This guest post is written by Dr Ruth Jackson of the Alfred Deakin Research Institute. Dr Jackson is working on a project focused on improving the use of maternal, neonatal and child health services in rural and pastoralist Ethiopia. The project is funded by the Australian Development Research Awards Scheme. Dr Jackson has been learning from the experiences of Women’s Extension Workers who work with the Afar Pastoralist Development Association, a partner in The Road Less Travelled project.

“You won’t believe us – we start walking in the morning up til night time to collect water. Then we grind the wheat, collect sticks for firewood and take water to the animals. Sometimes if we have to sleep where we collect water, we take our baby with us, otherwise we leave the baby in the house.”

– Women’s Extension Worker, Logya, Afar Region, Ethiopia, 25 March 2014

We are sitting in the shade at the Afar Pastoralist Development Association (APDA) training facility with 19 Women’s Extension Workers. The women, many with young children and babies, are attending their annual refresher training. It’s too hot to sit inside the training centre but relatively cool in the shade of the building.

Along the fence line are the rooms in which the women stay for the month. Although they are square and joined together they are built of the same materials as the Afar huts or aris. Aris are normally hemispherical and made of palm ribs covered with matting. They are light and portable and easily dismantled – a job usually done by women.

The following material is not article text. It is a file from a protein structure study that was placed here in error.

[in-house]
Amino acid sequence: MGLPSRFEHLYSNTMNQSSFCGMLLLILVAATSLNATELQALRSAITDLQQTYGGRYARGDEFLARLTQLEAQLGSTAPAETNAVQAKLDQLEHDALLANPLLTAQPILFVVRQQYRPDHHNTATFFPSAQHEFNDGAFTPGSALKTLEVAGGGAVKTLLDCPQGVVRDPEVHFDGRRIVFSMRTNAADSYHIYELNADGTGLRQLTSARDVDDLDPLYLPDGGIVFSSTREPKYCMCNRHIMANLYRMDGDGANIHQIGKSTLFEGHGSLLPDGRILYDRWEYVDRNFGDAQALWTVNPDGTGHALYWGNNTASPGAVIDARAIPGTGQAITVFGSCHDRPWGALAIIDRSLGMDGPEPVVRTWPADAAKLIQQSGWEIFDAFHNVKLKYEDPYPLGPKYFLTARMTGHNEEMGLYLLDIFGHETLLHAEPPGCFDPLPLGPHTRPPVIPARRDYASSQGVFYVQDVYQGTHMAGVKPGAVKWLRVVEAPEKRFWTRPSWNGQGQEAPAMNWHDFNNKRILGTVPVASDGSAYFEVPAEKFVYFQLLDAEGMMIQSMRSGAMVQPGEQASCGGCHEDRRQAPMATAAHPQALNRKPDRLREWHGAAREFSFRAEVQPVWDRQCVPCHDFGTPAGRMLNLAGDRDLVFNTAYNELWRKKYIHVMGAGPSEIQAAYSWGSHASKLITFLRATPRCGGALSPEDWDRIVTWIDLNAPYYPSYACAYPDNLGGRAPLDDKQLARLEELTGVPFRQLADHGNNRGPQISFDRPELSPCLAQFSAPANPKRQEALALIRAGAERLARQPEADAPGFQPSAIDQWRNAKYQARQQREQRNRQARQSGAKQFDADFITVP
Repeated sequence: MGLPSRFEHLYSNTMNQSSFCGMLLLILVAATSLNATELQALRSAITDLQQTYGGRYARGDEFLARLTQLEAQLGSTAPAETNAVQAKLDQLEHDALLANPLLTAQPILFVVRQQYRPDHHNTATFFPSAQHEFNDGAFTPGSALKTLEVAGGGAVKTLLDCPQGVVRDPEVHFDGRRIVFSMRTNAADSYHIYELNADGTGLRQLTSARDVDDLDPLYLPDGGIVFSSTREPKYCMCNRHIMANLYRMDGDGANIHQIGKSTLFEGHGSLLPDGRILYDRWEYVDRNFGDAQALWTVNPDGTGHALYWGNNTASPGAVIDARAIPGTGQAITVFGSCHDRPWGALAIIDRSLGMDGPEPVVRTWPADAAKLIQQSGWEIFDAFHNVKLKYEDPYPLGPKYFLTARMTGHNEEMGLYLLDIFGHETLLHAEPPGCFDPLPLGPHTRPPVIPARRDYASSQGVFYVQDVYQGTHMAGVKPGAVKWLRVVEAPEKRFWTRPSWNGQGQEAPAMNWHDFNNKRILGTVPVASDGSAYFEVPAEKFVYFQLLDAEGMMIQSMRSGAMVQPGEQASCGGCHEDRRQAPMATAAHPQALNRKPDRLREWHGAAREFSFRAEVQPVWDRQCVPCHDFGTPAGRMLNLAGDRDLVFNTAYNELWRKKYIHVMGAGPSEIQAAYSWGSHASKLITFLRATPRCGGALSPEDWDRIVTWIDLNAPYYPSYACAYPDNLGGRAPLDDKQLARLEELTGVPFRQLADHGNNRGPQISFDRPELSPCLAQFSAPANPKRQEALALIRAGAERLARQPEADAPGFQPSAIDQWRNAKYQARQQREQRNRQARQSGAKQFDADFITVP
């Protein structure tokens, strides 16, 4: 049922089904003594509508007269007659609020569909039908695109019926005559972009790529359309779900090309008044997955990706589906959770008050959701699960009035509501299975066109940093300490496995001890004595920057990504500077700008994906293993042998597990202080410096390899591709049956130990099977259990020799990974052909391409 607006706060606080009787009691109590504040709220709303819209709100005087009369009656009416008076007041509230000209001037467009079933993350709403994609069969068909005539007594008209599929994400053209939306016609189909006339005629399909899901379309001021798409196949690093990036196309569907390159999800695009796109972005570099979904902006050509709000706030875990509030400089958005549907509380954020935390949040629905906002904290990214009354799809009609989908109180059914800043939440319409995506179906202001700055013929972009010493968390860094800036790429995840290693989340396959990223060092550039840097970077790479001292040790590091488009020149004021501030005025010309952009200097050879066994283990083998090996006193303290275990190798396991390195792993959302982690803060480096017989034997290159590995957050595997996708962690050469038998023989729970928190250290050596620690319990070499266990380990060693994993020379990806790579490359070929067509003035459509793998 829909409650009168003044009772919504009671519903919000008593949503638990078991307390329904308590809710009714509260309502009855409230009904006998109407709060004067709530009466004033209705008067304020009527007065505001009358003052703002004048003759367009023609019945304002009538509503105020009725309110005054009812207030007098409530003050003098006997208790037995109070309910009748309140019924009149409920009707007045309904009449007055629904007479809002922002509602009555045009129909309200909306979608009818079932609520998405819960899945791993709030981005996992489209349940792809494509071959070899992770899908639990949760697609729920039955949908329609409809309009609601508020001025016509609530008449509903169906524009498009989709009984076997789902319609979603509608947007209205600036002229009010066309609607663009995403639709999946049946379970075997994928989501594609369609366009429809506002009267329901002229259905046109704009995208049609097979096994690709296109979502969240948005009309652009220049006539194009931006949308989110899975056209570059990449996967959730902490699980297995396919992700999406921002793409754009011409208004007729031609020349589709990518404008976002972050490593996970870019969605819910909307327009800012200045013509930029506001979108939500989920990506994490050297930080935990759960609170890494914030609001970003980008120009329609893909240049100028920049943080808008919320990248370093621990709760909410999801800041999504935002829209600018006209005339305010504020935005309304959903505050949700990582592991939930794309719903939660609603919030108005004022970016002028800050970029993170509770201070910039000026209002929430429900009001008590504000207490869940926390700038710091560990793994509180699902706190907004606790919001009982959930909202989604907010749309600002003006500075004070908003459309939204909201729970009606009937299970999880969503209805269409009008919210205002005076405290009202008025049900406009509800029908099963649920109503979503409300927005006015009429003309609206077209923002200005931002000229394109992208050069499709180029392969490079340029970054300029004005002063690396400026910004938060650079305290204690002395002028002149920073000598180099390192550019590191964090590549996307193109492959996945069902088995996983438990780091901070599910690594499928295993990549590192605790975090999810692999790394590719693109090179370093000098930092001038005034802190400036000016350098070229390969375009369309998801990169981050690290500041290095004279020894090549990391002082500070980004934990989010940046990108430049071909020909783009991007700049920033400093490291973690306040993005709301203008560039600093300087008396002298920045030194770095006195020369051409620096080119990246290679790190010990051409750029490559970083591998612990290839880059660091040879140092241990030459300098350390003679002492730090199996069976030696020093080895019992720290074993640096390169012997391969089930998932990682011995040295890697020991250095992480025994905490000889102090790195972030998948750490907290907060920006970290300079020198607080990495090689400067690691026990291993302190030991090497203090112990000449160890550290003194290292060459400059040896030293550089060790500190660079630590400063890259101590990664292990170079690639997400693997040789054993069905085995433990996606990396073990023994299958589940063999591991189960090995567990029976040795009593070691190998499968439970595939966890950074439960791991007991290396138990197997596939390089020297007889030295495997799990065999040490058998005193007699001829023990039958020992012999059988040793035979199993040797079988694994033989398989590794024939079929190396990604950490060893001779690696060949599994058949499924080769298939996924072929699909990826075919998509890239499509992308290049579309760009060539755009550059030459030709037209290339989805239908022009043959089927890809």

While the Women’s Extension Workers are away from home attending training their husband or mother has to collect water. Men don’t like collecting water as it’s “women’s work”. But one Women’s Extension Worker explained that they had to help their husbands understand that “helping each other is good. Some men joke about doing it while others don’t like doing it … in the past, some men even refused to allow their wives to come to training.”

Fatuma is a Women’s Extension Worker Coordinator for the Afar Pastoralist Development Association, with a total of 12 WEWs in her team. Image: Kate Holt / Anglican Overseas Aid

Fatuma is a Women’s Extension Worker (WEW) for the Afar Pastoralist Development Association, and coordinates a team of 12 WEWs in her area.
Image: Kate Holt / Anglican Overseas Aid

Afar Region in north-eastern Ethiopia is dominated by the Danakil depression in the north, which is largely desert scrubland with shallow salty lakes and long chains of volcanoes. In the south, the Awash River flows into the northern lakes rather than to the sea. Much of Afar is below sea level and it is one of the hottest places on earth, with temperatures higher than 50°C in the summer. About 90 per cent of the regional population base their livelihood on livestock rearing – cattle, camels, goats, sheep and donkeys – with limited agriculture along the river basins and low-lying riverine areas.

The Ethiopian Ministry of Health acknowledged in Health Sector Development Program IV (2010/11-2014/15) that there was a lack of appropriate health service delivery packages to address nomadic and semi-nomadic communities in Afar Region.